In 1946, the United States Railroad system had about 3,950 interlocking systems and signal towers in service throughout the country. Almost every one was manned 24/7, and had one operator or more to handle the traffic.
Towers were a critical part of railroading’s infrastructure. Most readers of The Trackside Photographer had favorite towers on their local railroads, and often befriended the operators if they were lucky enough to be invited “upstairs” to see the machine’s operation, listen to railroad stories, and of course watch some trains. A number of us who learned about Towers this way eventually became Tower Operators. One of them was me.
My earliest railroad memory was of my grandfather walking me to a bridge over the New York, New Haven, & Hartford Railroad. I was four years old, but I can still remember reaching the bridge and peering through the chain link fence in anticipation of seeing a headlight, which usually belonged to a short local train on the outside track. If I waved, the engineer almost always blew the whistle! Sometimes I got lucky, and delighted in spotting an express on the inside track appear in the distance, pulled by a classic New Haven green and gold electric engine. Next stop 125th Street, then Grand Central Terminal.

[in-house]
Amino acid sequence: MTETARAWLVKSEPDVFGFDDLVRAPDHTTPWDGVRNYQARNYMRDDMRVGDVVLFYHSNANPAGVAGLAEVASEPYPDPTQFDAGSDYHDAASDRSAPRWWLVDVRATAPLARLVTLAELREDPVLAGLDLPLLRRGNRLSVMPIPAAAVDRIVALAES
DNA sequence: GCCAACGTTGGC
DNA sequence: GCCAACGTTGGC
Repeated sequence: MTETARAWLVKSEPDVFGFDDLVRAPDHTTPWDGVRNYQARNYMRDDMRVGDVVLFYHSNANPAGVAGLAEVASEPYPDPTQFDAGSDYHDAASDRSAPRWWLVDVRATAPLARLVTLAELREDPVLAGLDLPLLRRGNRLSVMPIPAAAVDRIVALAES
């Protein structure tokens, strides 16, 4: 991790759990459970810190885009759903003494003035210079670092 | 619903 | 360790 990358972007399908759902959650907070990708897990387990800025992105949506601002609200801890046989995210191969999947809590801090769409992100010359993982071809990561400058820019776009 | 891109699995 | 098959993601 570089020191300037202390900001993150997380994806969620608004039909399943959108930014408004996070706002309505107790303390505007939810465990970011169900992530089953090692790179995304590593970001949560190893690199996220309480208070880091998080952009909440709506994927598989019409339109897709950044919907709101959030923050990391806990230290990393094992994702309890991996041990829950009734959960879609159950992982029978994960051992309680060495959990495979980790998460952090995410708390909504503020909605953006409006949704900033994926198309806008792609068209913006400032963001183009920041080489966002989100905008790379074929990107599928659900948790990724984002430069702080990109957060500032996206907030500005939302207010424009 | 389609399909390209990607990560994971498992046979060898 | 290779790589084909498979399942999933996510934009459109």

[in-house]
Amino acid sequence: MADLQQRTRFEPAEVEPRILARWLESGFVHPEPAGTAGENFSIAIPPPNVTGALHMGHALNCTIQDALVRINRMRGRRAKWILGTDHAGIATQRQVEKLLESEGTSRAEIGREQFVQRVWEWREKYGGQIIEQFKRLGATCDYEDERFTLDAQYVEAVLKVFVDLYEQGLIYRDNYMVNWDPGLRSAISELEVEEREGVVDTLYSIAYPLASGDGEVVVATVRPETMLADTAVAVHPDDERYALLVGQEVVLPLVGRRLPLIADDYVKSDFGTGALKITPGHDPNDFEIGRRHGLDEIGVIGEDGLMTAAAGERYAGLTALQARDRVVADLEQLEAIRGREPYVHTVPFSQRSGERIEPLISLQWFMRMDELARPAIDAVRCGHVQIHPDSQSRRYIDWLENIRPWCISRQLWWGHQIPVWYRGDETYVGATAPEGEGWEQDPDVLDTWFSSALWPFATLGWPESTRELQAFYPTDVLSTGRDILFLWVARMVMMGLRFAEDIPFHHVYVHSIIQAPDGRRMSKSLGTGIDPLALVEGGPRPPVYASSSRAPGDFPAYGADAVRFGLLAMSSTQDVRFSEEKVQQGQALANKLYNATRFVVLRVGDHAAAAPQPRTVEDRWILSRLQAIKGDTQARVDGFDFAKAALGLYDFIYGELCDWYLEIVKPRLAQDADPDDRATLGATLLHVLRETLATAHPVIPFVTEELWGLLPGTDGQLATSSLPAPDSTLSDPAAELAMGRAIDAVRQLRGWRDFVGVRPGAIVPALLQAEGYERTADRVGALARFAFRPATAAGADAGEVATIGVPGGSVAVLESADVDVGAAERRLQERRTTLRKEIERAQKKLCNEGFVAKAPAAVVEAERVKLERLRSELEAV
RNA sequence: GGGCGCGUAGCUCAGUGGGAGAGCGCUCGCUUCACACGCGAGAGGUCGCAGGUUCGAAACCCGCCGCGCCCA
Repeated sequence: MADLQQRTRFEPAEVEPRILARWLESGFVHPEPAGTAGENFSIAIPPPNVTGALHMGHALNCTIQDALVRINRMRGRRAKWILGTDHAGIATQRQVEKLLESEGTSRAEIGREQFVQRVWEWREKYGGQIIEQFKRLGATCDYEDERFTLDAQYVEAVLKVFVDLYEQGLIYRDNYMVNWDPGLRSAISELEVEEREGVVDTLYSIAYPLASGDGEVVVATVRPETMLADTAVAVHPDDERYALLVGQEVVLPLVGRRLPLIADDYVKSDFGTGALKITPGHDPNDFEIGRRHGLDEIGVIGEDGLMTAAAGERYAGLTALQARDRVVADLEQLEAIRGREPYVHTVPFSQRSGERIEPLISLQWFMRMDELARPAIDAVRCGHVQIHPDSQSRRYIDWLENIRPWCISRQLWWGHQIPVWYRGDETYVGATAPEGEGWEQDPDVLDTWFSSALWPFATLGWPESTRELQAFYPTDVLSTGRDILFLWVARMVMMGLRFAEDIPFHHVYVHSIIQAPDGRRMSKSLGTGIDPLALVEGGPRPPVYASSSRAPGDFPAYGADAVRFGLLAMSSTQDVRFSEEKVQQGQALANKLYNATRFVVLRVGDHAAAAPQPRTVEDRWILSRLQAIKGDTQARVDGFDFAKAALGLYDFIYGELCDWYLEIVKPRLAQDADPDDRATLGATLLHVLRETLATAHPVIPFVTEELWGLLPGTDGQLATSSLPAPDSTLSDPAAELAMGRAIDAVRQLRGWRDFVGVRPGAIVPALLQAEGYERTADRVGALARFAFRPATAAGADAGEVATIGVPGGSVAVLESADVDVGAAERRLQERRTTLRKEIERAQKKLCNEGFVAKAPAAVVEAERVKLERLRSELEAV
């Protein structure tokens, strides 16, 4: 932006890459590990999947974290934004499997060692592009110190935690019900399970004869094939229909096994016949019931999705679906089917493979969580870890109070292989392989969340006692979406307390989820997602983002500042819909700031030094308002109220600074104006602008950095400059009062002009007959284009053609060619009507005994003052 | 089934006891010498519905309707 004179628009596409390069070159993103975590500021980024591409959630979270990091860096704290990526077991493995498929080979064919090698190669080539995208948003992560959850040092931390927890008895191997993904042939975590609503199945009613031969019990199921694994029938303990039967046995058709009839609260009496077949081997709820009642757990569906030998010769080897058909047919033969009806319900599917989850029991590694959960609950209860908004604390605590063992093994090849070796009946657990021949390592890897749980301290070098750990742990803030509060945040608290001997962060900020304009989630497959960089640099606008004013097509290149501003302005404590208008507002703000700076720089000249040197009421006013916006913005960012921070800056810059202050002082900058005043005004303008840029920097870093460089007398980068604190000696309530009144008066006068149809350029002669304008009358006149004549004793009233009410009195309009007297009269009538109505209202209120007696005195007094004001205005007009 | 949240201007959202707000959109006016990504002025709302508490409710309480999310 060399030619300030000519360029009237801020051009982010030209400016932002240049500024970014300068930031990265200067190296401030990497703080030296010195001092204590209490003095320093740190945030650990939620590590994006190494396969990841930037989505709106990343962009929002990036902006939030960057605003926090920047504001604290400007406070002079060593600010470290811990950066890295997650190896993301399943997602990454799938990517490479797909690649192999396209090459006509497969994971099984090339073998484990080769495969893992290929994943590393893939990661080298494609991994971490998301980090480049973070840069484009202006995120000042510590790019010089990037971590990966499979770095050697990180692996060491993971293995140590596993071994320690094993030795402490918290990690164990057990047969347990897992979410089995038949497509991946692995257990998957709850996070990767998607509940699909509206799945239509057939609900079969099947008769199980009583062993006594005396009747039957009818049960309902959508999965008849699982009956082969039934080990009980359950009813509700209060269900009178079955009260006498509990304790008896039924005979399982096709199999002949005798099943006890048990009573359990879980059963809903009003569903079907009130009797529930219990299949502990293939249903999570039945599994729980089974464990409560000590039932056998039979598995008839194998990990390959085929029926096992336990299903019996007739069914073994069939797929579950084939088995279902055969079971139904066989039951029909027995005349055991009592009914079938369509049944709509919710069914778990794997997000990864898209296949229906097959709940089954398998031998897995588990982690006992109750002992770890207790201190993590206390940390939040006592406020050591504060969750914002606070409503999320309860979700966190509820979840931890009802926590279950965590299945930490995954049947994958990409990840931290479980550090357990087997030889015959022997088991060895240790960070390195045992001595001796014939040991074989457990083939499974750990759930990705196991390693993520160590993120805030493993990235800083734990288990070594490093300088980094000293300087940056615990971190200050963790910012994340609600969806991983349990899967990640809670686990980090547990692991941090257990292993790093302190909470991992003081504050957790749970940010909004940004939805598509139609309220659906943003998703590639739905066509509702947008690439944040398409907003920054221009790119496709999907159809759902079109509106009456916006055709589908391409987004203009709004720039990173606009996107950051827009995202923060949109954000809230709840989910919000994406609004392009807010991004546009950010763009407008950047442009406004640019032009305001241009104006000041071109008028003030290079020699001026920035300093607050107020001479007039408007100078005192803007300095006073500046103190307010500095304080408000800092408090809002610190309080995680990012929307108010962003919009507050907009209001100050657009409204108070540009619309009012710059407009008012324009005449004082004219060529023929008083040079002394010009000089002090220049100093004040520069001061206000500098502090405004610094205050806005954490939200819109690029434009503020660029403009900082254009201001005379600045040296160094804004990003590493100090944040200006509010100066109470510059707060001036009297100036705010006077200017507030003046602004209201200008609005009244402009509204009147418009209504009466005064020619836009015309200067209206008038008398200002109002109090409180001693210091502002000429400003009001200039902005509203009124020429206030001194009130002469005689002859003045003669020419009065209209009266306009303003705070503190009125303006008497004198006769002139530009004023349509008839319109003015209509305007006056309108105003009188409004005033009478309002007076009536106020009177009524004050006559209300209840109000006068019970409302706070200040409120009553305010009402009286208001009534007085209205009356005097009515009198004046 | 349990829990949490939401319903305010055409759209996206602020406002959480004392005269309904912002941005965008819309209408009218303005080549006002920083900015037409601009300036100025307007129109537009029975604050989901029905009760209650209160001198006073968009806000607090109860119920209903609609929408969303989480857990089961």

Fast forward to high school and countless trips on the New Haven to Manhattan, which always filled me with eager anticipation of another train ride. I would stay glued to the window, watching the stations and towers fly by. I soon learned where all the towers were, and set a goal of one day working as a New Haven towerman.
After several summers commuting to clerical jobs in New York, I became friends with several NH crew-members. One asked me, “If you’re so interested in trains, why don’t you get a job on the railroad”. Eureka!